“And that’s it. Final score: Red Sox 10, Orioles 6. You know what that means: tomorrow is a one-game playoff between the Red Sox and Yankees. The winner gets into the postseason and the loser goes home.”
Karl Murphy turned off the television and let out a contented sigh. A playoff, winner-take-all. Twelve days ago the possibility had seemed as good as Karl shacking up with Gisele Bundchen. Ten games out of first place with the hated Yankees in the top spot.
Karl looked down at his feet. The socks. It was all the socks.
Twelve days ago his mother had yelled at him to clean some shit out of the attic. Upstairs, Karl had found boxes full of old toys, school papers, and misshapen art projects. As he hefted a box, something fell on his head—the red socks from his Little League uniform. They had won the city championship that year, the highlight of his baseball career.
He had thrown the rest of the crap out, but he kept the socks. He wore them first as a gag. “Check it out, red socks,” he said to his buddy Stench as they watched the Red Sox game. That had been the start of the streak. By the fifth straight win, he vowed not to take them off until the Red Sox won the World Series.
That was still a long way away, but tomorrow’s game would be the first step of the postseason. He stayed out late that night with Stench to celebrate the Red Sox victory. By the time he got home at four, he barely had the strength to climb up the stairs to his room. He was out before he collapsed onto the bed.
He awoke the next afternoon with a shiver. He was cold. Not his whole body so much as his feet. His feet. The socks!
He rolled over to confirm the horrible news: the socks were gone! Who would have taken them? Karl replayed last night in his mind. After the Red Sox won, he’d gone out with Stench to the Golden Seal to get some beers. Stench. That bastard.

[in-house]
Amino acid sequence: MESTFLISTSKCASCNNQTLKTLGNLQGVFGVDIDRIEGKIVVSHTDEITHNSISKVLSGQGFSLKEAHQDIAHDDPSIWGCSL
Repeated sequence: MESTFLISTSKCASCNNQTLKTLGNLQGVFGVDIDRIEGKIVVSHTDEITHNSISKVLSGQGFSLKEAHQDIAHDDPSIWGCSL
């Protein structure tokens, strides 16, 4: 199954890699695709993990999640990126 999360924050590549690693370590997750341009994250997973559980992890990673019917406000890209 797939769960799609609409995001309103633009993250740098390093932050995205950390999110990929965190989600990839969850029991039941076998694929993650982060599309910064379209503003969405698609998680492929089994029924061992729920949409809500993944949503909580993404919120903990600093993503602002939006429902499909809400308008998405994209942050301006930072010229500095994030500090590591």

Karl found his cell phone and dialed his friend. “You son of a bitch! I always knew you was a Yankees fan!”
“What the hell are you talking about?”
“My lucky socks. You took them last night, didn’t you?”
“What? I didn’t take nothing. You were still wearing them last night when you got in the cab.”
“I don’t remember no cab.”
“That’s ‘cause you was too drunk to remember.”
“You remember who the cabbie was?”
“Why would he steal your socks?”
“I don’t know! Who else would have taken them?”
“Shit if I know. Look, I gotta go. Molly’s wanting to go out and shop for drapes or some damned thing.”
“Fine. Some friend you are,” Karl grumbled. He tried to call the taxi company, but they couldn’t tell him anything. Next he searched his room from top to bottom. He threw the blankets off the bed, lifted the mattress up, and emptied the closet. He found plenty of other socks, but not the socks.
He checked his watch; shit, the game had already begun! He hurried downstairs to turn it on. As soon as he saw the score, he moaned. The Yankees were already ahead by four runs! Karl sagged onto his chair. The socks. Those damned socks. Without them, the Red Sox were doomed.
“What was all that racket upstairs?” his mother asked.
“I was looking for my socks.”
“Those stinky red things? I put them out in the trash, where they belong.”
“You what? Those were my lucky socks, Ma!”
“I don’t care if Jesus himself wore those. I ain’t going to have those things stinking up my house.”
Karl grumbled a stream of curse words as he stomped outside. His mother had already put the garbage cans by the curb. Why didn’t anyone understand? Those socks were all that stood between a World Series or another dismal loss to the Yankees.
He opened the lid of the first trashcan. His mother couldn’t have just left them right on top. He opened the bag inside the can and then began to toss its contents onto the lawn.
“What the hell are you doing?” his mother shouted from the porch.
“What’s it look like? I’m looking for my socks!” he roared and then hurled a detergent bottle at the porch. ...Tweet